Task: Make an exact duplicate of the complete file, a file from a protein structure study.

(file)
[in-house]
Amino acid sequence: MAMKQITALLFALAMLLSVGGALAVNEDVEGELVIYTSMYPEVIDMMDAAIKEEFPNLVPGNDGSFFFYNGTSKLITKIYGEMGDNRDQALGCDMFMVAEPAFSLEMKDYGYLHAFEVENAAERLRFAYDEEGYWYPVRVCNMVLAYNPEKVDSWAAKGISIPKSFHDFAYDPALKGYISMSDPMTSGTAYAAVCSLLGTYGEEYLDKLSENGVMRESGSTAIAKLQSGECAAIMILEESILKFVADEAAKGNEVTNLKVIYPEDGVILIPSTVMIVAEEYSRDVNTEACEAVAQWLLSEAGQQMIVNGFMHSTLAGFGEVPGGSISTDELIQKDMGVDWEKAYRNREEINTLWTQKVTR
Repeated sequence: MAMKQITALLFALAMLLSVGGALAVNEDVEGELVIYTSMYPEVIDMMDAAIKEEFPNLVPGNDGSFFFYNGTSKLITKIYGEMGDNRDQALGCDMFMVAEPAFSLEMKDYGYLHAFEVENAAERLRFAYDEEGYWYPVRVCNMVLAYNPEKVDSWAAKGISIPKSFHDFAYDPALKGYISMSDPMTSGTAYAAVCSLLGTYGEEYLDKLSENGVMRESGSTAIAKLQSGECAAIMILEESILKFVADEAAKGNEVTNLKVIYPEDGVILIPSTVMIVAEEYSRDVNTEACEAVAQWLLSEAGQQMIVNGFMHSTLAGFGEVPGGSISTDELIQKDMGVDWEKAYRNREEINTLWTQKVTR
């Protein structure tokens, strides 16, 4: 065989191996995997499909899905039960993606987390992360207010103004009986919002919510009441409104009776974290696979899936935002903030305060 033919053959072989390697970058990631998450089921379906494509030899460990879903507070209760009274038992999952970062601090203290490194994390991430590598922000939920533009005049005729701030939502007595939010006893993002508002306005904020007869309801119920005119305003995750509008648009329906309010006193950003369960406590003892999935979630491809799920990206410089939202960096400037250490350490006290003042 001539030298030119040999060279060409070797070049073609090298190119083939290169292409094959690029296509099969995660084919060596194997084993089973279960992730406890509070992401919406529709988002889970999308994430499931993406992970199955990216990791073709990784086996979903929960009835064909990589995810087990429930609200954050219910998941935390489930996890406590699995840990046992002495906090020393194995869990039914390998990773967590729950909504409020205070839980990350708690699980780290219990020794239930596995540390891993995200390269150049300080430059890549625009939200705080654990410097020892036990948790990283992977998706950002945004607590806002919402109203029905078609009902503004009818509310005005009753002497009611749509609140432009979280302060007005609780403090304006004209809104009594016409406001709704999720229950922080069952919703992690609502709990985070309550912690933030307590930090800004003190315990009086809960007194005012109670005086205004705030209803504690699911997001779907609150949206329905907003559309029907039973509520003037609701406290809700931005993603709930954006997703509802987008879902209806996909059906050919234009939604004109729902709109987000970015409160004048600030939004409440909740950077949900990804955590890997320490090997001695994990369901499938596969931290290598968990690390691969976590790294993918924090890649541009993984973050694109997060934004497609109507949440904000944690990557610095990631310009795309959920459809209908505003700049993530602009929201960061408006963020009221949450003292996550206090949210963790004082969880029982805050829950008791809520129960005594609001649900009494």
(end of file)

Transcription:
[in-house]
Amino acid sequence: MAMKQITALLFALAMLLSVGGALAVNEDVEGELVIYTSMYPEVIDMMDAAIKEEFPNLVPGNDGSFFFYNGTSKLITKIYGEMGDNRDQALGCDMFMVAEPAFSLEMKDYGYLHAFEVENAAERLRFAYDEEGYWYPVRVCNMVLAYNPEKVDSWAAKGISIPKSFHDFAYDPALKGYISMSDPMTSGTAYAAVCSLLGTYGEEYLDKLSENGVMRESGSTAIAKLQSGECAAIMILEESILKFVADEAAKGNEVTNLKVIYPEDGVILIPSTVMIVAEEYSRDVNTEACEAVAQWLLSEAGQQMIVNGFMHSTLAGFGEVPGGSISTDELIQKDMGVDWEKAYRNREEINTLWTQKVTR
Repeated sequence: MAMKQITALLFALAMLLSVGGALAVNEDVEGELVIYTSMYPEVIDMMDAAIKEEFPNLVPGNDGSFFFYNGTSKLITKIYGEMGDNRDQALGCDMFMVAEPAFSLEMKDYGYLHAFEVENAAERLRFAYDEEGYWYPVRVCNMVLAYNPEKVDSWAAKGISIPKSFHDFAYDPALKGYISMSDPMTSGTAYAAVCSLLGTYGEEYLDKLSENGVMRESGSTAIAKLQSGECAAIMILEESILKFVADEAAKGNEVTNLKVIYPEDGVILIPSTVMIVAEEYSRDVNTEACEAVAQWLLSEAGQQMIVNGFMHSTLAGFGEVPGGSISTDELIQKDMGVDWEKAYRNREEINTLWTQKVTR
């Protein structure tokens, strides 16, 4: 065989191996995997499909899905039960993606987390992360207010103004009986919002919510009441409104009776974290696979899936935002903030305060 033919053959072989390697970058990631998450089921379906494509030899460990879903507070209760009274038992999952970062601090203290490194994390991430590598922000939920533009005049005729701030939502007595939010006893993002508002306005904020007869309801119920005119305003995750509008648009329906309010006193950003369960406590003892999935979630491809799920990206410089939202960096400037250490350490006290003042 001539030298030119040999060279060409070797070049073609090298190119083939290169292409094959690029296509099969995660084919060596194997084993089973279960992730406890509070992401919406529709988002889970999308994430499931993406992970199955990216990791073709990784086996979903929960009835064909990589995810087990429930609200954050219910998941935390489930996890406590699995840990046992002495906090020393194995869990039914390998990773967590729950909504409020205070839980990350708690699980780290219990020794239930596995540390891993995200390269150049300080430059890549625009939200705080654990410097020892036990948790990283992977998706950002945004607590806002919402109203029905078609009902503004009818509310005005009753002497009611749509609140432009979280302060007005609780403090304006004209809104009594016409406001709704999720229950922080069952919703992690609502709990985070309550912690933030307590930090800004003190315990009086809960007194005012109670005086205004705030209803504690699911997001779907609150949206329905907003559309029907039973509520003037609701406290809700931005993603709930954006997703509802987008879902209806996909059906050919234009939604004109729902709109987000970015409160004048600030939004409440909740950077949900990804955590890997320490090997001695994990369901499938596969931290290598968990690390691969976590790294993918924090890649541009993984973050694109997060934004497609109507949440904000944690990557610095990631310009795309959920459809209908505003700049993530602009929201960061408006963020009221949450003292996550206090949210963790004082969880029982805050829950008791809520129960005594609001649900009494």